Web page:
more often. (As far as I know, the legal force of signing
statements has yet to be decided.)
Further, to my knowledge, the Administration has not proposed any
bills to remedy the claimed defects in FISA. (In the searching that
led to all these links, I found claims that the Republican majority
had offered such, but were rebuffed. I didn't find primary sources,
though.) By going the legislative route, they would
involve all three branches of government in these important decisions.
The Executive branch is not showing the caution that Washington called for. It's
unconservative, since conservatism—if it is to mean
anything—ought to mean a healthy distrust of messing with what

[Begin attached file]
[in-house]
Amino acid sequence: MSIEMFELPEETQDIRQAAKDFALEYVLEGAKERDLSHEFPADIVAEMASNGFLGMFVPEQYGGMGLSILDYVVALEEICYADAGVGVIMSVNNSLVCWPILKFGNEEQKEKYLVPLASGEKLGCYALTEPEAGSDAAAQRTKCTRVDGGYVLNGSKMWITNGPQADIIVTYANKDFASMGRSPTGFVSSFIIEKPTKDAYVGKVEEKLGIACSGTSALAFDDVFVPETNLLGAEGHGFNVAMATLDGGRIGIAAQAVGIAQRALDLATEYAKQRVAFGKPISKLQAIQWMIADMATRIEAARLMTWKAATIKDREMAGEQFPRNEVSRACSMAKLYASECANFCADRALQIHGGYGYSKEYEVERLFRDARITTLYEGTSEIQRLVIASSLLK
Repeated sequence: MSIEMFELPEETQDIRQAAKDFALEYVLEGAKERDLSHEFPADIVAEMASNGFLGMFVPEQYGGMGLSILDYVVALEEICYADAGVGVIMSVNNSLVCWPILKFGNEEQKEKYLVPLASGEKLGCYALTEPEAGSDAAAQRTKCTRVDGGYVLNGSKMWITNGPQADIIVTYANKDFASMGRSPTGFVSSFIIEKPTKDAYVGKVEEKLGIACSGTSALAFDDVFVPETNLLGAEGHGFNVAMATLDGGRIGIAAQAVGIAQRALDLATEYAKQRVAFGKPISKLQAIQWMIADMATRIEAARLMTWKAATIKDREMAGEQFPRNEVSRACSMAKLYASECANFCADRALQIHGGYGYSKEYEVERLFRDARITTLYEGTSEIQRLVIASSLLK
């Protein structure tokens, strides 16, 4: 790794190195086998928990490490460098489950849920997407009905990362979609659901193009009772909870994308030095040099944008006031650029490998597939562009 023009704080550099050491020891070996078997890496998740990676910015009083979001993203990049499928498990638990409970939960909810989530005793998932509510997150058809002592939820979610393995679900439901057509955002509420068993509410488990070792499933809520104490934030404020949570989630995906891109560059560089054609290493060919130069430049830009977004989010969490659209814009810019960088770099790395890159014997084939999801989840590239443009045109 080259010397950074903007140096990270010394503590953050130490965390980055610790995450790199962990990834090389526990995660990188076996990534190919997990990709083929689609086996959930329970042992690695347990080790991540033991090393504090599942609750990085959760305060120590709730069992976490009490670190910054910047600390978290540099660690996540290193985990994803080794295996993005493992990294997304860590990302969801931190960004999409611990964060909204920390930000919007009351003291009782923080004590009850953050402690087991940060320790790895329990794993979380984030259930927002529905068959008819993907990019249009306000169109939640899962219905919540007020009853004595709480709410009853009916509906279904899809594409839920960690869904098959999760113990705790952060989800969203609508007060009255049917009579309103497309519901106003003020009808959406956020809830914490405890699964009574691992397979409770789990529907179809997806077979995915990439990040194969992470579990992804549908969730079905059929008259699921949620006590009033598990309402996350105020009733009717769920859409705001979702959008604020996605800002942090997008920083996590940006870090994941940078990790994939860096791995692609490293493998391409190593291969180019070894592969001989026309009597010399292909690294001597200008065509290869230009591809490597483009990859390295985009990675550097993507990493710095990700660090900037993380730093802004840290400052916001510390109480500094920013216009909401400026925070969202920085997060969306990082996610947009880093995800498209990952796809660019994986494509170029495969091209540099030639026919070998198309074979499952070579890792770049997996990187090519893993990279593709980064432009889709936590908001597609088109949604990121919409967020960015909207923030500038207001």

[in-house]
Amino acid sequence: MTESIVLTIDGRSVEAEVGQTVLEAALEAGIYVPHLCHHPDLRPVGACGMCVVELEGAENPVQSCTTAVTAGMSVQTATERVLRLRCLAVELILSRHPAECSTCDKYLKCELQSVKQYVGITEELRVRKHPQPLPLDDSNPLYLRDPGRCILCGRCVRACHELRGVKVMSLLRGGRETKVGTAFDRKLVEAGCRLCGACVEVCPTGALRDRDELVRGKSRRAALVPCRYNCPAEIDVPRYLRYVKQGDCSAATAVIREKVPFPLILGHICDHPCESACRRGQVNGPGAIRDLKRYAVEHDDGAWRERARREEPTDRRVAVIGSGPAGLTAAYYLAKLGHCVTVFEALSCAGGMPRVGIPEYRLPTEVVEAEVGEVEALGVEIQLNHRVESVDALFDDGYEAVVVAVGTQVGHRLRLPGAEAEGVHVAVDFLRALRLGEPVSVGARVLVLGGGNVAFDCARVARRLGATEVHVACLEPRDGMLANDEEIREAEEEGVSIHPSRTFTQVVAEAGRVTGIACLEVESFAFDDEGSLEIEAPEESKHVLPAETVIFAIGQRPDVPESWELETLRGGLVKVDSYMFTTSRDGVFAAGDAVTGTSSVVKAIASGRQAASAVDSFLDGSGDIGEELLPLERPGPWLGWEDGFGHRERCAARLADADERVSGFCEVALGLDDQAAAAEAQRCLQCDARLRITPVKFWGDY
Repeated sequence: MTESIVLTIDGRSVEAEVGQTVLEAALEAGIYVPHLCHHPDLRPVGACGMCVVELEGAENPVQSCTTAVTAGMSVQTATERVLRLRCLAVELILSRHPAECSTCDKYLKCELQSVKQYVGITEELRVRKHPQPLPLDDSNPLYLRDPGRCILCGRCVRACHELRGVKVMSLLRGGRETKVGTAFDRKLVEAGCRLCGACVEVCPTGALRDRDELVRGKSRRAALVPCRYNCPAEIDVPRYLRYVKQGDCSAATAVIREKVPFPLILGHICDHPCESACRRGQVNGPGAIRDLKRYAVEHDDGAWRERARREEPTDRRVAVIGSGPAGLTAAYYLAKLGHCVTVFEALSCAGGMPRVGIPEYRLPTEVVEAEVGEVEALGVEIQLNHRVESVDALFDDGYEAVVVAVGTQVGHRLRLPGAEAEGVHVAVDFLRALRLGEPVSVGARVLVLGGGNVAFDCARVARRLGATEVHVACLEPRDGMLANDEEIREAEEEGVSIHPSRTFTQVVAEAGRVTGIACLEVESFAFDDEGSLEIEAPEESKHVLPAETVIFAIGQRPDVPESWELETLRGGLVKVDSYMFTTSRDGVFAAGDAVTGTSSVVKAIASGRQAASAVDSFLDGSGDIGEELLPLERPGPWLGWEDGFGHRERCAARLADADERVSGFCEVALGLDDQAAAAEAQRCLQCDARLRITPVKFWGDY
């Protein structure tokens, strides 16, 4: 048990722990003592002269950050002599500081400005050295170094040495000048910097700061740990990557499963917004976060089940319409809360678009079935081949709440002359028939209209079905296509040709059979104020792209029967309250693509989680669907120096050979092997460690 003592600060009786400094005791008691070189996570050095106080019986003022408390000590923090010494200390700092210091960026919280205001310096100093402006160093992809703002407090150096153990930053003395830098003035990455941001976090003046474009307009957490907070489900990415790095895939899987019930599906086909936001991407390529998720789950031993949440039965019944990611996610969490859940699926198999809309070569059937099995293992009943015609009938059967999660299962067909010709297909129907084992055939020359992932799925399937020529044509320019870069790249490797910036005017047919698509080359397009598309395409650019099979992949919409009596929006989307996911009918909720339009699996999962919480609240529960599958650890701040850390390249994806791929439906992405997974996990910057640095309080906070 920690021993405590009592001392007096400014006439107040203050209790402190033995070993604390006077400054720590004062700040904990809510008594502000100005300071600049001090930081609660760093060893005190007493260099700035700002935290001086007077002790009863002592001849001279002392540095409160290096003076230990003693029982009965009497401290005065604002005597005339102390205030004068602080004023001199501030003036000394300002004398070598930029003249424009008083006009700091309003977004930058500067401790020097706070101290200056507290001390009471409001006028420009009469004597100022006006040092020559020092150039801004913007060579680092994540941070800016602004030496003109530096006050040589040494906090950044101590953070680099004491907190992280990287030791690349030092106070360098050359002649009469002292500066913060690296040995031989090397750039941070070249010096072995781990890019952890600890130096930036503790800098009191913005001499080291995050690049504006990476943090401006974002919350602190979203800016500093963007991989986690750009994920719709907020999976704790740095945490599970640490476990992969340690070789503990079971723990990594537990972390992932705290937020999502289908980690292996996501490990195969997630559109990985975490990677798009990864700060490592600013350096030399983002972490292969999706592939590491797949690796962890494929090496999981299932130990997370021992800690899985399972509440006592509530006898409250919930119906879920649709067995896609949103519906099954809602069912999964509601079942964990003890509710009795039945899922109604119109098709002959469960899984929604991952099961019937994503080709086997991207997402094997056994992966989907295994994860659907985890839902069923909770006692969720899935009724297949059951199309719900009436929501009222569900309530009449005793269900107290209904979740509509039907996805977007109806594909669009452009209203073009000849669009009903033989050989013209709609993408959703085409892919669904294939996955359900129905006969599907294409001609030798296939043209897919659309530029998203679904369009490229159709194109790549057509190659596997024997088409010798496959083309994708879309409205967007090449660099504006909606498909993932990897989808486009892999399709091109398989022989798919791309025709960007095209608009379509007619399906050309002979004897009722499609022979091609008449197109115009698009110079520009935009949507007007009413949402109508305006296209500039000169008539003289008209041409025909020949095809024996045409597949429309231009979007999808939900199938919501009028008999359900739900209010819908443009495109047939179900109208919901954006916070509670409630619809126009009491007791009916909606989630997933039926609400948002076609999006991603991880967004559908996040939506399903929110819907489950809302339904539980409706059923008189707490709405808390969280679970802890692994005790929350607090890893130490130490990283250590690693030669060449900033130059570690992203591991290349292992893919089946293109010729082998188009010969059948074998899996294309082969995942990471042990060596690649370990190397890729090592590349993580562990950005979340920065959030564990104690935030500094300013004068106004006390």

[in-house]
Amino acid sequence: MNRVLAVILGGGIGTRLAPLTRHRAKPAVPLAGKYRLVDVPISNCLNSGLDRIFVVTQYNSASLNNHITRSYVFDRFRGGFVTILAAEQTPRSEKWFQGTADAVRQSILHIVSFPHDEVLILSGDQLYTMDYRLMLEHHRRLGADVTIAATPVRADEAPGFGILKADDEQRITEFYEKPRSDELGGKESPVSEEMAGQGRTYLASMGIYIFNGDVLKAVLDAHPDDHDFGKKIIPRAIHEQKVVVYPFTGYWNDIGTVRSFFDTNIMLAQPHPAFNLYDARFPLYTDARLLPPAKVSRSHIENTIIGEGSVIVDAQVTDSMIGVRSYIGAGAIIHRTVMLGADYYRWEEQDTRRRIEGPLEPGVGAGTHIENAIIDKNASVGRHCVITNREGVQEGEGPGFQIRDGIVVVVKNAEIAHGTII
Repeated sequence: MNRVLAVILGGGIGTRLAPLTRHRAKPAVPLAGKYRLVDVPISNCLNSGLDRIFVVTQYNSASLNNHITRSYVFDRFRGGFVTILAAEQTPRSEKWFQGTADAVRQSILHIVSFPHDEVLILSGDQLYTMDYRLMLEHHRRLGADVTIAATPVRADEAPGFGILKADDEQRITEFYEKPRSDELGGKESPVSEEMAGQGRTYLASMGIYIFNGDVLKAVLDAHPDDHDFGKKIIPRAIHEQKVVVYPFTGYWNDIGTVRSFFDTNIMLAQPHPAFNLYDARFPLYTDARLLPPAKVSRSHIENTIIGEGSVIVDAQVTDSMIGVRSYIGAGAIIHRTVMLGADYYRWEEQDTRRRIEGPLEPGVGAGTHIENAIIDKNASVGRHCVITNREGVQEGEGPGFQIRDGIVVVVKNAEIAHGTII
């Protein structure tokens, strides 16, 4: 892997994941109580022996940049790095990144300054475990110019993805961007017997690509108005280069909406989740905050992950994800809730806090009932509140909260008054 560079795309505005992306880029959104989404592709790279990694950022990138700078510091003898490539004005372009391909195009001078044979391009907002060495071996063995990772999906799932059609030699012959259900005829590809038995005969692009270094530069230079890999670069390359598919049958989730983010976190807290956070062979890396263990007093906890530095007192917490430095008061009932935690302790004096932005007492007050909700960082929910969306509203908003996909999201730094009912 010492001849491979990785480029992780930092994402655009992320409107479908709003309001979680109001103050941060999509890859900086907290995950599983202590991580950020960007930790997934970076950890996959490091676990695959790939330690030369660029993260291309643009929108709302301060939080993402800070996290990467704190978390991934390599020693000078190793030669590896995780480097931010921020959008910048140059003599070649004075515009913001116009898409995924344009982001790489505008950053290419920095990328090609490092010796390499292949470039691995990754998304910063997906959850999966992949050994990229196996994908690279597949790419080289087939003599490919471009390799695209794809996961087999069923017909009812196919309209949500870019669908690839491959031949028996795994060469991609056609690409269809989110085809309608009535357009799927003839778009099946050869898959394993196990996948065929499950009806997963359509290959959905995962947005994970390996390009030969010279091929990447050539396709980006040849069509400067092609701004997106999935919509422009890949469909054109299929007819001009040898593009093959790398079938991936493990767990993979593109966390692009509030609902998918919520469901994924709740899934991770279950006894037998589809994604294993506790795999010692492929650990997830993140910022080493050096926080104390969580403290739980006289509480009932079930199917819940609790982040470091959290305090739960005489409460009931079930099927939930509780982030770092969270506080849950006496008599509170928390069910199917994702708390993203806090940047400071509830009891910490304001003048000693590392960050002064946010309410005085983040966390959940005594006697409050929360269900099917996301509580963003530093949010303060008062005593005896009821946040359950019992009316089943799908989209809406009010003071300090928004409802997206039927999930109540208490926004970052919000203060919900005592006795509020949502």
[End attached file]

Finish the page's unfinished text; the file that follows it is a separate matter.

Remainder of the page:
works in hope of something better.
I'm a strange mixture of conservative and what (in the US) is
called liberal. But when it comes to the American presumption that
you need a system designed to work
despite being run by knaves and scoundrels,
not because it's run by wise men, I'm conservative.
Until the Administration demonstrates that they are being cautious
about encroaching on the other branches (by, say, giving examples of
potential wartime powers they do not claim), or argues
publicly that they require more powers, the people of the US should
urge their representatives in Congress to push back against any
appearance of usurpation.
P.S. I know from Google searching that many people can not
distinguish an argument about separation of powers from a desire to
leave Al Qaeda's phones untapped. So just let me say that I don't
have enough information to have an opinion about the specific
surveillance in question.
## Posted at 07:52 in category /misc